Postby RugbyD » Sun Oct 14, 2012 10:19 am

I started reading Dashiell Hammet novels a few months ago and have really enjoyed them so far. He is apparently the OG of modern American detective novels. The stories all move along very well, but I especially like his writing style. There is a lot of very snappy dialogue and a unique way of describing simple, even unimportant, actions and events that makes every bit of the book enjoyable.

Red Harvest - 9/10
The Dain Curse - 6/10
The Maltese Falcon - 8/10


Currently reading Cloud Atlas
TennCare rocks!!!!
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Re: Rate the last Book you read

Postby The Artful Dodger » Sun Oct 14, 2012 4:54 pm

RugbyD wrote:Currently reading Cloud Atlas


I recently finished Cloud Atlas. Solid 8/10. I like ambitious books which try to merge different tones, styles, and genres as one cohesive piece and it's an entertaining read which manages to not be clever for clever's sake for the most part (though some would feel differently). I'm curious to see the film interpretation too.
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Re: Rate the last Book you read

Postby lastingsgriller » Mon Oct 15, 2012 12:01 pm

Hey AD, long time no see. Welcome back.

I recently started working downtown, so have been taking the bus. I get a couple hours of reading in a day. Kind of nice. Here’s the recent stuff.

What with the election coming up, it’s been kinda heavy on the political side.

It’s Even Worse Than it Looks by Norman Omstein and Thomas Mann – 6 out of 10.
This is all about the aggressive partisan tactics currently stymieing any sort of progression in Washington. The book goes pretty heavy on attacking underhanded republican procedures, but does its fair share of attacking partisan democrats as well. Pretty heavy on attacks and blame, but light on resolution. Pretty boring book (if you can imagine that).

End this Depression Now! by Paul Krugman – 8 out of 10.
If you are into economics and such, this is a pretty interesting book. Krugman is most definitely a Keynesian economist and really makes no effort to argue otherwise. His ideas are extremely aggressive and bold, but he makes a pretty good case for them. I felt like I had seen some of the charts in this book before and It got me thinking.. I went back and looked at my Macro-Econ 300 textbook and, sure enough, written by Paul Krugman. I found it really interesting that college textbook are written by such a liberal and aggressive economist, but… the fundamental ideas are solid and Keynesian economics make for great theoretical discussion. Anyways, if you are looking for a book that makes a great argument from one side of the spectrum, this is a pretty good one. Just make sure that you read something from the other side to balance it out.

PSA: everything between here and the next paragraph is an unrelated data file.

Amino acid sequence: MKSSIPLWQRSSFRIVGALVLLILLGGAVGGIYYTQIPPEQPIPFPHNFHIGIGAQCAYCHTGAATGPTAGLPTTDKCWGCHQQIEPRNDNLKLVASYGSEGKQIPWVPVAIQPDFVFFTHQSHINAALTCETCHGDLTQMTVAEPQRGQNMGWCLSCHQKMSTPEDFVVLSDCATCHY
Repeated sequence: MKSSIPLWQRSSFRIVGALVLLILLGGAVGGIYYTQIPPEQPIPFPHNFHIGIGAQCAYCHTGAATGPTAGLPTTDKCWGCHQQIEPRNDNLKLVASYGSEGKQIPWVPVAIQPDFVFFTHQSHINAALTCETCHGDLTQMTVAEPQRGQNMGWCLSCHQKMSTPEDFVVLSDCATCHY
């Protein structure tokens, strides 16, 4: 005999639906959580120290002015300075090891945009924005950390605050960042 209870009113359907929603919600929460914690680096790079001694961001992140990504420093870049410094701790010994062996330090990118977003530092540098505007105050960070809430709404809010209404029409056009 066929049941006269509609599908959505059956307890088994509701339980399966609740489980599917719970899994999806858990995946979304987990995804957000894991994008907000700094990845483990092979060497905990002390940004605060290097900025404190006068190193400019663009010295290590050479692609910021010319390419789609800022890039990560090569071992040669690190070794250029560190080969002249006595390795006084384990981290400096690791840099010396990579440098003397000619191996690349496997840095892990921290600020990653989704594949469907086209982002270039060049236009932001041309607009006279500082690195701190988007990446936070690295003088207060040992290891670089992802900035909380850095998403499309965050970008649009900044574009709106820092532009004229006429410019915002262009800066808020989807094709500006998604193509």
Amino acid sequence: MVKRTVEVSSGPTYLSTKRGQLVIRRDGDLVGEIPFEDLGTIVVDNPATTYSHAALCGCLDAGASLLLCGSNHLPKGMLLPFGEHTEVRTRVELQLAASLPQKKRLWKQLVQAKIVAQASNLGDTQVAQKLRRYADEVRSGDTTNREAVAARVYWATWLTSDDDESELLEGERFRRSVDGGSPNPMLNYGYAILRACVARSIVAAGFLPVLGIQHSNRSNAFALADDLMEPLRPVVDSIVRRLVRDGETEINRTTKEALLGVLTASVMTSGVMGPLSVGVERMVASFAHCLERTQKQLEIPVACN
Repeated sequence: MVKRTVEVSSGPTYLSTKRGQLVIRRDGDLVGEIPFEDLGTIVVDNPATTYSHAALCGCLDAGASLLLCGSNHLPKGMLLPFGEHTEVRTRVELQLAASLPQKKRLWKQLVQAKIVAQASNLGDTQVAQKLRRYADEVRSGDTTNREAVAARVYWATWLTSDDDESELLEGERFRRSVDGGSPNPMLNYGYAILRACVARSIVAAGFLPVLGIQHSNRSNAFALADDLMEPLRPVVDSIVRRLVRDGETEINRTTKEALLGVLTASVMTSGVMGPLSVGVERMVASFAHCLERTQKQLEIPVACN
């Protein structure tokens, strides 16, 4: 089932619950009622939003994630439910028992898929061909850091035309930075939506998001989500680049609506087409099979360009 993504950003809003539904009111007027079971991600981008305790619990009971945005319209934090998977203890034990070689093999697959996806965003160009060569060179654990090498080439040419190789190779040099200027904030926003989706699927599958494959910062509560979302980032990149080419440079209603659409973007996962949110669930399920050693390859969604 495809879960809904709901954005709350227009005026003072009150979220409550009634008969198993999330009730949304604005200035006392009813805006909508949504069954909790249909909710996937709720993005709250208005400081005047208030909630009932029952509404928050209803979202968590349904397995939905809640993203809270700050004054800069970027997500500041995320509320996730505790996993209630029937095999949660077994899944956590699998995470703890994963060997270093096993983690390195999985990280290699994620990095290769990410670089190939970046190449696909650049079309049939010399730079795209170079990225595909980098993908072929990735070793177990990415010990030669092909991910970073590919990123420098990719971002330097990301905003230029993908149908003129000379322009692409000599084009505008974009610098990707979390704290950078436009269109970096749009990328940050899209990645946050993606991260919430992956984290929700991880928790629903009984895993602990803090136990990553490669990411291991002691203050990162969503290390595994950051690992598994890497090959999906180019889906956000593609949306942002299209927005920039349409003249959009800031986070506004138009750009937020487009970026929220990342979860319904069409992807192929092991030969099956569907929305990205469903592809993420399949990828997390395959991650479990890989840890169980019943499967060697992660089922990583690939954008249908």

I thought this would be a fun exercise (turns out, it was)
See, I told you so by Rush Limbaugh – 2 out of 10.
Rush Limbaugh is a Big Fat Idiot by Al Franken – 6 out of 10.
The title of the second book pretty much sums up this entire reading excursion pretty well. Rush Limbaugh is a moron. But, Rush does have a certain genius about him. He has an incredible ability to spin every single situation to suit his needs and agendas. I could tell him that I forgot to do the dishes last night and he could probably make a pretty good argument as to why that it the Democrats’ fault. Franken’s book was pretty light on politics and actually said that he does not have a great grasp on economics (which is an interesting thing for a soon to be senator to say), but, admittedly, the book is quite funny. Franken seems to have a genuine honesty about him, which is somewhat refreshing.

It’s the middle class, Stupid! by James Carville and Stan Greenberg – 7 out of 10.
This book is quite good and entertaining (the Carville parts, anyway). It is a book basically in two parts. The first being how the two came to their political beliefs (both stanch democrats) and where their careers have taken them. Carville being a chief advisor to the Clinton campaign, Greenberg mostly academic. The second being about how a lot of changes since 1980 have hollowed out the middle class and will continue to do so and how continuing on this path is detrimental to our economy. They are persuasive, but they do cherry pick some numbers that make the Clinton administration appear almost Kennedy-like and others that make Reagan and the Bushes sound like corporate controlled devils. All in all, I liked it. Just remember when reading these types of books that they all have an agenda of some sort. This one’s agenda is getting Obama reelected.